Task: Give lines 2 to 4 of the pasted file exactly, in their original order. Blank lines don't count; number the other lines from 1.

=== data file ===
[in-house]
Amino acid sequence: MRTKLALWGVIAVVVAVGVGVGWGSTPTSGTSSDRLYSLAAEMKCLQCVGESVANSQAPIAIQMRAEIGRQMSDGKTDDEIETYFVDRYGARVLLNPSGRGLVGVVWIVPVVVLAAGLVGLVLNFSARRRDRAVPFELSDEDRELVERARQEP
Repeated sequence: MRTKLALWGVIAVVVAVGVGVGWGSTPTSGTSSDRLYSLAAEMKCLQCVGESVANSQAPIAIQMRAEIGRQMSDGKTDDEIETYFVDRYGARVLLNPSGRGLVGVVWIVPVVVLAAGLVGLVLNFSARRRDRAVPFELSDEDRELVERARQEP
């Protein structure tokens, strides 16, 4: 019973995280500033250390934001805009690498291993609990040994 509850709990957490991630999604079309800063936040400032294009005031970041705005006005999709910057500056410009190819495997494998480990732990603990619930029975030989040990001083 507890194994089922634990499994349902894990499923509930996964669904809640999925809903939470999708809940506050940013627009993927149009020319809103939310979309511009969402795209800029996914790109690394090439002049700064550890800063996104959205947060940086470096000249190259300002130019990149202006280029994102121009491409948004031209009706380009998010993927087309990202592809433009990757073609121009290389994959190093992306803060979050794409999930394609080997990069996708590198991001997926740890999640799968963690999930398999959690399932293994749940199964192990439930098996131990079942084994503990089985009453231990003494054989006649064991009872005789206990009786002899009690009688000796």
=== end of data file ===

Amino acid sequence: MRTKLALWGVIAVVVAVGVGVGWGSTPTSGTSSDRLYSLAAEMKCLQCVGESVANSQAPIAIQMRAEIGRQMSDGKTDDEIETYFVDRYGARVLLNPSGRGLVGVVWIVPVVVLAAGLVGLVLNFSARRRDRAVPFELSDEDRELVERARQEP
Repeated sequence: MRTKLALWGVIAVVVAVGVGVGWGSTPTSGTSSDRLYSLAAEMKCLQCVGESVANSQAPIAIQMRAEIGRQMSDGKTDDEIETYFVDRYGARVLLNPSGRGLVGVVWIVPVVVLAAGLVGLVLNFSARRRDRAVPFELSDEDRELVERARQEP
């Protein structure tokens, strides 16, 4: 019973995280500033250390934001805009690498291993609990040994 509850709990957490991630999604079309800063936040400032294009005031970041705005006005999709910057500056410009190819495997494998480990732990603990619930029975030989040990001083 507890194994089922634990499994349902894990499923509930996964669904809640999925809903939470999708809940506050940013627009993927149009020319809103939310979309511009969402795209800029996914790109690394090439002049700064550890800063996104959205947060940086470096000249190259300002130019990149202006280029994102121009491409948004031209009706380009998010993927087309990202592809433009990757073609121009290389994959190093992306803060979050794409999930394609080997990069996708590198991001997926740890999640799968963690999930398999959690399932293994749940199964192990439930098996131990079942084994503990089985009453231990003494054989006649064991009872005789206990009786002899009690009688000796």